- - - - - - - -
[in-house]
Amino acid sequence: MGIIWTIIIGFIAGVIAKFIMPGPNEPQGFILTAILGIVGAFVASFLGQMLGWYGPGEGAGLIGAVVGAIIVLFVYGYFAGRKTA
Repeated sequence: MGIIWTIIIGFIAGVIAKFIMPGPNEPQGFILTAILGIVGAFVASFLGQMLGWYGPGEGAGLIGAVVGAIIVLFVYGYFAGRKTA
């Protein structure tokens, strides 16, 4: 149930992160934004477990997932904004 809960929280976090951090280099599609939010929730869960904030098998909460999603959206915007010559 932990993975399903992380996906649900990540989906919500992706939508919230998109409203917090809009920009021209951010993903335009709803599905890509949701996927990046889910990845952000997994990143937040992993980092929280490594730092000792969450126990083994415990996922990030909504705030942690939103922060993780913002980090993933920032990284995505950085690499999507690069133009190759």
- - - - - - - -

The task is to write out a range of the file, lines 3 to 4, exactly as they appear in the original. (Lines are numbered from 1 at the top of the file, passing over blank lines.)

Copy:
Repeated sequence: MGIIWTIIIGFIAGVIAKFIMPGPNEPQGFILTAILGIVGAFVASFLGQMLGWYGPGEGAGLIGAVVGAIIVLFVYGYFAGRKTA
């Protein structure tokens, strides 16, 4: 149930992160934004477990997932904004 809960929280976090951090280099599609939010929730869960904030098998909460999603959206915007010559 932990993975399903992380996906649900990540989906919500992706939508919230998109409203917090809009920009021209951010993903335009709803599905890509949701996927990046889910990845952000997994990143937040992993980092929280490594730092000792969450126990083994415990996922990030909504705030942690939103922060993780913002980090993933920032990284995505950085690499999507690069133009190759």